2. Operations. This area coordinates first responders to deal with a situation and save lives and property. The operations section follows a deployment model because in a wide- area emergency, various branches may have to be established because of geographic conditions ( see Figure 14- 2 ).

3. Planning. This section presents information and intelligence gained from any sources. Planning functions for NIMS include obtaining information on the situation, possible resources, and technical support and preparing documentation for later evaluation. Planning may also include air operations, vehicle traffic, evacuation of civilians, waste management, decontamination, and investigative and evidence recovery.

4. Logistics. This section is responsible for locating and transporting personnel, communications, and medical and safety equipment.

5. Finance and administration. This section is often overlooked but is terribly important. This group keeps cost estimates and records related to any fiscal expenditure. It also keeps documentation for eventual billing purposes for federal or state aid or private recovery efforts. For example, FEMA will compensate agencies for personnel and equipment costs in a major disaster; however, the agency requires a detailed expenditures report as part of the application.

6. Information and intelligence. This function has been added to the model since March 2004. As discussed in Chapter 8 , intelligence is the process of obtaining various bits of information and making some sense of them. Depending on the nature of the incident, information and intelligence may be assigned to planning or directly to command.

An important factor for NIMS is the ICS, which consists of the following components:

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1. Develop a formal agreement to collaborate— preferably a written document that commits each group to the partnership. 2. Describe the specific activities in the agreements that each party in the network will undertake. 3. Sooner or later involve every important agency and facility that provides emergency services to the target population. 4. Make sure that the arrangements benefit every participant.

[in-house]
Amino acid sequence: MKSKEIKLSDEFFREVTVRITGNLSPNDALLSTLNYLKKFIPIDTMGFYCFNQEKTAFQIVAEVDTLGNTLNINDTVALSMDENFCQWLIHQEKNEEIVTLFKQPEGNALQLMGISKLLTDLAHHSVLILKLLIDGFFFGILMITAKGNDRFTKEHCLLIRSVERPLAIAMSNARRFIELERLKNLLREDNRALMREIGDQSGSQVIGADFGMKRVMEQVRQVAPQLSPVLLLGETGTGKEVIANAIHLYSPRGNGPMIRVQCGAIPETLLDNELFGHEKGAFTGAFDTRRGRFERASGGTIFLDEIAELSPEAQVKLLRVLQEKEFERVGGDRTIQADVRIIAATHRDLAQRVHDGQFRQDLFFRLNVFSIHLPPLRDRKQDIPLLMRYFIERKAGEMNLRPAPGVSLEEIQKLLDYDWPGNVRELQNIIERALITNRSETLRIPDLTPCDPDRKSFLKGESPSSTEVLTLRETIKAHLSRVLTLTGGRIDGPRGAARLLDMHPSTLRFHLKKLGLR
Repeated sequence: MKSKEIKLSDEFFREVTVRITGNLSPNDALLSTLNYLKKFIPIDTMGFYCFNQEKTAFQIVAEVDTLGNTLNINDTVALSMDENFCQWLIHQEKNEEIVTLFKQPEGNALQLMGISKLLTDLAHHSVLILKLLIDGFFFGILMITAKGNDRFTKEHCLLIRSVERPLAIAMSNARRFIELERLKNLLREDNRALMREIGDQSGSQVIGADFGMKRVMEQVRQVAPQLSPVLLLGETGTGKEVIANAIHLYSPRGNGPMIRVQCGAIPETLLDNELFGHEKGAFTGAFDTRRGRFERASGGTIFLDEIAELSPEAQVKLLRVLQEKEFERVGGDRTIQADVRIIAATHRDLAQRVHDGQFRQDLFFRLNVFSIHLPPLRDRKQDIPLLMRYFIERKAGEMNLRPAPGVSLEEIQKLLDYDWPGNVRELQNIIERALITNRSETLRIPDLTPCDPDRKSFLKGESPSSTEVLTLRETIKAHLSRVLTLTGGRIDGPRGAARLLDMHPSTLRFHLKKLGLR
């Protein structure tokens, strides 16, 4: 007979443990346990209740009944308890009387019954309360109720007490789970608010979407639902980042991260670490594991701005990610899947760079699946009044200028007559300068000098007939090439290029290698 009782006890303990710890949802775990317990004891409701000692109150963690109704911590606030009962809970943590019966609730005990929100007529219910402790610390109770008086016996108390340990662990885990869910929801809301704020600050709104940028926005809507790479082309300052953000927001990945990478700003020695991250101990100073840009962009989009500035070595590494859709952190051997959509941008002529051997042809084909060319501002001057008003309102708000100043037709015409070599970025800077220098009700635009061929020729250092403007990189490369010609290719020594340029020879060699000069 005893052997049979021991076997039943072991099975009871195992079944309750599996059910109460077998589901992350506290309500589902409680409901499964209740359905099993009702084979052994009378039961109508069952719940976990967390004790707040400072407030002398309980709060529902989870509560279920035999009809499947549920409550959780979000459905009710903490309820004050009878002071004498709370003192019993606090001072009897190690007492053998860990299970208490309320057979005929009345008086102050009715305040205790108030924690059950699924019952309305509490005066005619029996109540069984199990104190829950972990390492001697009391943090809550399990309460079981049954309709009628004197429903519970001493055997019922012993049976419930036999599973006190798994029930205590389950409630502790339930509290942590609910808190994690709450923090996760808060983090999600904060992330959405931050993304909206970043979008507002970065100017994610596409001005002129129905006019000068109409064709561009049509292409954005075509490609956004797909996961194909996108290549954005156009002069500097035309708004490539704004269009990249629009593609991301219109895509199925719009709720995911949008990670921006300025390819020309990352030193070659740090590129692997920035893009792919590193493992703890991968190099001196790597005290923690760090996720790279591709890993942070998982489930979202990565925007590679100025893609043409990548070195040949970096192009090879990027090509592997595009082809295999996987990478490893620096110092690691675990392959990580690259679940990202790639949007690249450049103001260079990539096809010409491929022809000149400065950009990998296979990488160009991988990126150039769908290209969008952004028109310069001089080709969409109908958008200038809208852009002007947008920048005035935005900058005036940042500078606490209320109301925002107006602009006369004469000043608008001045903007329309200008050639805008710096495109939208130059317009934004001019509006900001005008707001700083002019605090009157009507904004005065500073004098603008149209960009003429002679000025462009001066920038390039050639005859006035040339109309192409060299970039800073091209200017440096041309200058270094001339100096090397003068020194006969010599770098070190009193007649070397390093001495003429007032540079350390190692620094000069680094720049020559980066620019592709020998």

. It makes sense for police to use the human service agency net-work when it is available. However, networking cannot be done at random. Police managers need to do the following ( Finn and Sullivan, 1987 : 6):

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to disrupt a community and implant fear in order to advance a political, social, or religious agenda. radical ethnic, religious, or political ideologues. Examples are anarchists, Marxists, racist hate groups, anti- Semitic groups, ethnic and tribal groups, extreme nationalists, ecoterrorists, political extremists, and religious fanatics.

The object of terrorism

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1. Preventing terrorist acts through planning, investigation, and the gathering and sharing of local, regional, and national intelligence
2. Handling terrorist acts through cooperation with and coordination of local, regional, and national agencies with a planned agenda of activity
3. Dealing with the aftermath of a terrorist act, including the coordination of posttrauma human service, physical reconstruction, and the uplift of the community in an integrated effort
4. Learning from previous terrorist acts and working with community groups to prevent another— the essence of the proactive approach

Proactive police departments need to deal with terrorism in four specific stages

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1. Domestic groups. The American terrorist groups are small in number but occasionally extremely violent in behavior. The 400- lb bomb that destroyed the Murrah Federal Building in Oklahoma City in 1995 was set off by members of the Michigan Militia. Domestic militia and hate groups have to be monitored by state and local police agencies.

2. Overseas political/ religious groups. At the moment, the overseas terrorist groups that affect the United States are mainly anti- American Muslim fundamentalists with international support. The 1993 and September 11, 2001, bombings of the World Trade Center in New York City are the most dramatic examples of their actions. Domestic concerns are heavily focused on Islamic splinter groups and “ lone wolves,” or individuals acting on their own accord after being inspired by others or events.

For American law enforcement, terrorist groups fall into two main categories

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1. National authorities must share terrorism intelligence with state and local police agencies whenever there is a local credible threat.

2. Local police must be given the authority to deal with foreign- based terrorist threats within their jurisdiction.

3. An office of intelligence must be created in every major police agency.

4. Proactive police defensive and offensive coordination and plans for terrorist attacks have to be in place, and private and public agencies should be at the same or better level as civil defense in time of war.

. Proactive Policies for Combating Terrorism

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1. The malfunction of air traffic control equipment
2. The circulation of poisonous gas through the heating and air- conditioning systems of a large office complex